Useful Links from Human Services District and Board Member, Ed Puyau

Please Click “Read More” to see our helpful links below. National Substance Abuse Prevention Month: National Prescription Drug Take Back Day: Bullying Prevention Month: National Medicine Abuse Prevention Month:
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National Marijuana Initiative

A new website,, has taken on Marijuana awareness. The National Marijuana Initiative strives to dispel misconceptions about marijuana and raise awareness of issues surrounding the drug; so that citizens and policymakers can make well-informed choices regarding marijuana use and regulations. Some of the services they offer include: Educational presentations on marijuana and the effects of its legalization for law enforcement groups, public forums, community coalitions, and legislators. The NMI Speakers Bureau, which consists of independent subject matter experts who conduct informational presentations about their respective fields. A public resource for valid information and reliable data based upon current research into marijuana and its impacts.
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Why Should You Talk to Your Teens?

“Statistics show that when parents talk to their kids about alcohol or drugs, they are 42% less likely to try them–and more likely to succeed in every way. You have more influence on your child’s values about drinking and drugs before he or she begins to use them–especially during the preteen and early teen years. That’s why it’s important to arm yourself with information and tools to help your children avoid the dangers of alcohol and drugs now.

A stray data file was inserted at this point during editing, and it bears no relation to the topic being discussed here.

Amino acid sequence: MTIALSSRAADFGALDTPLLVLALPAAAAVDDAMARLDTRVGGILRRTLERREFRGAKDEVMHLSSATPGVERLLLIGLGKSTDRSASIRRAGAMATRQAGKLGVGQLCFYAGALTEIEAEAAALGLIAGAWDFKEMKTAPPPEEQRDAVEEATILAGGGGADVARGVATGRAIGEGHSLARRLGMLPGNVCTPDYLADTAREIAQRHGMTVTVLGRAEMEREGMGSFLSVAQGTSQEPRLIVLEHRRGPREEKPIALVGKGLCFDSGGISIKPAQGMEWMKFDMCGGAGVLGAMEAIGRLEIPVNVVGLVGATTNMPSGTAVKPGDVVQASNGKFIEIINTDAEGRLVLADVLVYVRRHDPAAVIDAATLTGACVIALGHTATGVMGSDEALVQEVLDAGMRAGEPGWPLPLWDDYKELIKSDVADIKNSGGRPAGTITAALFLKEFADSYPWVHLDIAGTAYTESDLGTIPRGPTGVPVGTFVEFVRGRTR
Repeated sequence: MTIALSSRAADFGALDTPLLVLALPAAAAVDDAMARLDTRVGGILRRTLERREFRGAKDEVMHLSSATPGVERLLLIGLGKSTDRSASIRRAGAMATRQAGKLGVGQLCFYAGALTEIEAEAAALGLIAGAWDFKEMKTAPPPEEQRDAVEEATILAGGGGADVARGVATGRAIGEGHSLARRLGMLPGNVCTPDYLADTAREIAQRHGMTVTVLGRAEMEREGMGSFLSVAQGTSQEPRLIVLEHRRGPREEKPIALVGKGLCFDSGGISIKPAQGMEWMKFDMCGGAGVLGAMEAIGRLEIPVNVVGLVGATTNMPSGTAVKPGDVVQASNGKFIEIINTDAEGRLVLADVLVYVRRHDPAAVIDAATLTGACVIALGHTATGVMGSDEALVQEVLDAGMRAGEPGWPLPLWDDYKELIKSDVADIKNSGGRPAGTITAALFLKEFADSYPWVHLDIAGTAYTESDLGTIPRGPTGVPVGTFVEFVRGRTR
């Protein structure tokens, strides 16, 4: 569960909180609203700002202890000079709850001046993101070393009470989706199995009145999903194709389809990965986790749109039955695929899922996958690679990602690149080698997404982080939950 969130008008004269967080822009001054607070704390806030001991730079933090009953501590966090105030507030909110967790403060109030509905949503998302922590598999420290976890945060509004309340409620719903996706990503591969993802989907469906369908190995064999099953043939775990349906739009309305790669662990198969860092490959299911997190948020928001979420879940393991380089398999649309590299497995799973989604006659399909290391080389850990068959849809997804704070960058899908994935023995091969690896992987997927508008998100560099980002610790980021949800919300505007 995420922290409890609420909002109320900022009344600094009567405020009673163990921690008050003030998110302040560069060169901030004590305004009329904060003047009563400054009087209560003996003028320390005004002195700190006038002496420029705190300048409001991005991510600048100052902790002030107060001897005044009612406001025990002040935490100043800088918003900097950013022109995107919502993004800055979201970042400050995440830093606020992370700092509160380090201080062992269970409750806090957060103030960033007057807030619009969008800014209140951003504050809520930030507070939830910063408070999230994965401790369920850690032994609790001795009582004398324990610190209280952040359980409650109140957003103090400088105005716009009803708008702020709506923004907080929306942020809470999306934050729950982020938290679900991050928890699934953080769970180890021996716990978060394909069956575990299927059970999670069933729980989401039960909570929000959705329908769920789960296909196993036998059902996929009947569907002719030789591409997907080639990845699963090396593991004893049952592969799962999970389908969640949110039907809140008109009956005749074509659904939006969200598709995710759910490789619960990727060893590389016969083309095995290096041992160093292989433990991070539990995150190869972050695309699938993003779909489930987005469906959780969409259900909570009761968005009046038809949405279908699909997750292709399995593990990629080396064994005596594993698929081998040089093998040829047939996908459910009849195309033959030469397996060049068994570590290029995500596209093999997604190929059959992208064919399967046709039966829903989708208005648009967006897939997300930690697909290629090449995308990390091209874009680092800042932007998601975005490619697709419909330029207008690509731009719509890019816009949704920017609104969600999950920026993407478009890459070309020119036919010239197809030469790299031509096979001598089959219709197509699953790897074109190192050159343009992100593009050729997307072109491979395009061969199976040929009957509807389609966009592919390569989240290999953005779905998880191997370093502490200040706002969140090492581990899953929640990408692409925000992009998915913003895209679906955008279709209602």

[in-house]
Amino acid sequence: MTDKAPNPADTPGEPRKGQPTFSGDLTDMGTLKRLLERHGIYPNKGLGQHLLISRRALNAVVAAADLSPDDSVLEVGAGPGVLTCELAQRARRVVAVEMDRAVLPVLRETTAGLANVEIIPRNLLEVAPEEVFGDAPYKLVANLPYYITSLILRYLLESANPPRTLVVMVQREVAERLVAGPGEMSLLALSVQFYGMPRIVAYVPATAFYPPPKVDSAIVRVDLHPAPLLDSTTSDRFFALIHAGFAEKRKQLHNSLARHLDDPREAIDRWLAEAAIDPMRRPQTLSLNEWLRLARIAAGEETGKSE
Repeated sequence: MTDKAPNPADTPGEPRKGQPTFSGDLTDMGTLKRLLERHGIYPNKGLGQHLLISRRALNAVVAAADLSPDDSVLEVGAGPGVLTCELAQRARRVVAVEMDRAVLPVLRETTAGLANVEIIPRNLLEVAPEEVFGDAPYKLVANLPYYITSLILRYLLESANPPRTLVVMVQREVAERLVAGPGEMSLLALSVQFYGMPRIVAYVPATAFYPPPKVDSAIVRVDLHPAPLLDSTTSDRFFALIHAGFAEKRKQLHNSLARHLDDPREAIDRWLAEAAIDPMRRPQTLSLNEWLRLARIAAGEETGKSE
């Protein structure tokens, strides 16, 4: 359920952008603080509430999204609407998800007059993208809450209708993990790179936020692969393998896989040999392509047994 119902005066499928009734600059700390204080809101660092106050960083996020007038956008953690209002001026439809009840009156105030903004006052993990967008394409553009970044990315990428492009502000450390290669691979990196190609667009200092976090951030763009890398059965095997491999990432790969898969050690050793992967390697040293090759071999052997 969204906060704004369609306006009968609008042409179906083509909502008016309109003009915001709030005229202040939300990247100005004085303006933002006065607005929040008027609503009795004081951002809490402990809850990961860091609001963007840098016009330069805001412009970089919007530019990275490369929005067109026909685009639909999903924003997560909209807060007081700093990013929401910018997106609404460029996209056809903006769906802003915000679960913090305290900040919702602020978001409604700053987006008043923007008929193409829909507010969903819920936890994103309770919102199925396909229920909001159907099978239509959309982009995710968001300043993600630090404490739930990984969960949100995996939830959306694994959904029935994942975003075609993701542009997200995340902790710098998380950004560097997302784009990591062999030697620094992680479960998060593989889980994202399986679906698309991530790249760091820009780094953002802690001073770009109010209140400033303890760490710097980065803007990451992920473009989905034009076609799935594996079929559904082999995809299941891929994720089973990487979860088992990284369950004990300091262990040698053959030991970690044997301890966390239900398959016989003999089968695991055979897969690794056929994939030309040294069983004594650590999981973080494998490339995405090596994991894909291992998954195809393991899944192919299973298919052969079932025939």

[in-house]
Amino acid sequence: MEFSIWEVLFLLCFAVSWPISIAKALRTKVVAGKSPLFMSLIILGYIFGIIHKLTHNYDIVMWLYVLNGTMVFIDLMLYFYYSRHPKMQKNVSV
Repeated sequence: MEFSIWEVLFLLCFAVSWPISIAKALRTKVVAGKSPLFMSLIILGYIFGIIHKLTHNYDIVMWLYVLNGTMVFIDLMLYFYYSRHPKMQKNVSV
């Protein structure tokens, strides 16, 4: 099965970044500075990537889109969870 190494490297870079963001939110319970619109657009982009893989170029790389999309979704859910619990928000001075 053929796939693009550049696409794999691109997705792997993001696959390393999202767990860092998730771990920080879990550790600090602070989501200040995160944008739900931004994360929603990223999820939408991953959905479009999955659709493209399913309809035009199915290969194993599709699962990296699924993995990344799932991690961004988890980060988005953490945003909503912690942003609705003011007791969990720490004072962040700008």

Be Aware

It’s also important to be aware of your child’s plans and whereabouts. It’s a simple way to let them know you care about them, what they’re doing, and who their friends are. It’s not about trusting them. Let them know you care, even if you can’t be together.”

*Jackson, C. Perceived legitimacy of parental authority and tobacco and alcohol use during early adolescence. Journal of Adolescent Health 31(5): 425-432, 2002.


“Parents are the biggest influence in a teen’s life. That’s why it’s important to talk regularly with your teen. Approach your conversation with openness and empathy and be sure to clearly communicate that you do not want your teen using drugs or alcohol. Remind your teen of your support and be sure to listen to what he or she has to say.”